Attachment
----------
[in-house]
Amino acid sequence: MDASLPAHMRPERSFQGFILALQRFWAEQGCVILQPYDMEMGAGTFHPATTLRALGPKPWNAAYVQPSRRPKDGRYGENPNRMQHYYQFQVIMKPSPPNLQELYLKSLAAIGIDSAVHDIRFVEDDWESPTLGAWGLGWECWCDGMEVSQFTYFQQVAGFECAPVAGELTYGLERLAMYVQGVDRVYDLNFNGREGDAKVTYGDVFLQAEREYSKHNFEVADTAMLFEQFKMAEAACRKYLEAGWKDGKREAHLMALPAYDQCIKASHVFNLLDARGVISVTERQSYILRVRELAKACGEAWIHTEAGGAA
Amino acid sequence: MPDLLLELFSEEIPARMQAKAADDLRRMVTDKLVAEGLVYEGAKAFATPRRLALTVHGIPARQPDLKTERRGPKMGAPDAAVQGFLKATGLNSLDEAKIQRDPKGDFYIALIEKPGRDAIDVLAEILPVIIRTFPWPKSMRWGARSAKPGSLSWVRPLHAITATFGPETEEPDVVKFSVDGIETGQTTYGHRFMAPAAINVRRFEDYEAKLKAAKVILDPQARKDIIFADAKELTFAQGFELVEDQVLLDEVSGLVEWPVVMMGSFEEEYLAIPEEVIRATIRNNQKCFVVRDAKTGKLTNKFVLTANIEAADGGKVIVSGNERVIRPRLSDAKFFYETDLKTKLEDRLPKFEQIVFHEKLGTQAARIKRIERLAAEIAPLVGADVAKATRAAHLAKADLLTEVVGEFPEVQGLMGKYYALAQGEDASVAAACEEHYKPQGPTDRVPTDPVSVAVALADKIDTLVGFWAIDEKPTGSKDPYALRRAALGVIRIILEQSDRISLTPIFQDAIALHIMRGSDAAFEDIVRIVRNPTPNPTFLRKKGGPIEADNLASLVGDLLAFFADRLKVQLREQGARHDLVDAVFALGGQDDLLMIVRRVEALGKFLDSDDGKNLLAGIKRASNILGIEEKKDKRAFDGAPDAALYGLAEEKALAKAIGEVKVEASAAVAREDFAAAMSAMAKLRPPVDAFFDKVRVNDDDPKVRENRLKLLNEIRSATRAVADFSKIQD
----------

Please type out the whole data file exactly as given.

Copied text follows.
[in-house]
Amino acid sequence: MDASLPAHMRPERSFQGFILALQRFWAEQGCVILQPYDMEMGAGTFHPATTLRALGPKPWNAAYVQPSRRPKDGRYGENPNRMQHYYQFQVIMKPSPPNLQELYLKSLAAIGIDSAVHDIRFVEDDWESPTLGAWGLGWECWCDGMEVSQFTYFQQVAGFECAPVAGELTYGLERLAMYVQGVDRVYDLNFNGREGDAKVTYGDVFLQAEREYSKHNFEVADTAMLFEQFKMAEAACRKYLEAGWKDGKREAHLMALPAYDQCIKASHVFNLLDARGVISVTERQSYILRVRELAKACGEAWIHTEAGGAA
Amino acid sequence: MPDLLLELFSEEIPARMQAKAADDLRRMVTDKLVAEGLVYEGAKAFATPRRLALTVHGIPARQPDLKTERRGPKMGAPDAAVQGFLKATGLNSLDEAKIQRDPKGDFYIALIEKPGRDAIDVLAEILPVIIRTFPWPKSMRWGARSAKPGSLSWVRPLHAITATFGPETEEPDVVKFSVDGIETGQTTYGHRFMAPAAINVRRFEDYEAKLKAAKVILDPQARKDIIFADAKELTFAQGFELVEDQVLLDEVSGLVEWPVVMMGSFEEEYLAIPEEVIRATIRNNQKCFVVRDAKTGKLTNKFVLTANIEAADGGKVIVSGNERVIRPRLSDAKFFYETDLKTKLEDRLPKFEQIVFHEKLGTQAARIKRIERLAAEIAPLVGADVAKATRAAHLAKADLLTEVVGEFPEVQGLMGKYYALAQGEDASVAAACEEHYKPQGPTDRVPTDPVSVAVALADKIDTLVGFWAIDEKPTGSKDPYALRRAALGVIRIILEQSDRISLTPIFQDAIALHIMRGSDAAFEDIVRIVRNPTPNPTFLRKKGGPIEADNLASLVGDLLAFFADRLKVQLREQGARHDLVDAVFALGGQDDLLMIVRRVEALGKFLDSDDGKNLLAGIKRASNILGIEEKKDKRAFDGAPDAALYGLAEEKALAKAIGEVKVEASAAVAREDFAAAMSAMAKLRPPVDAFFDKVRVNDDDPKVRENRLKLLNEIRSATRAVADFSKIQD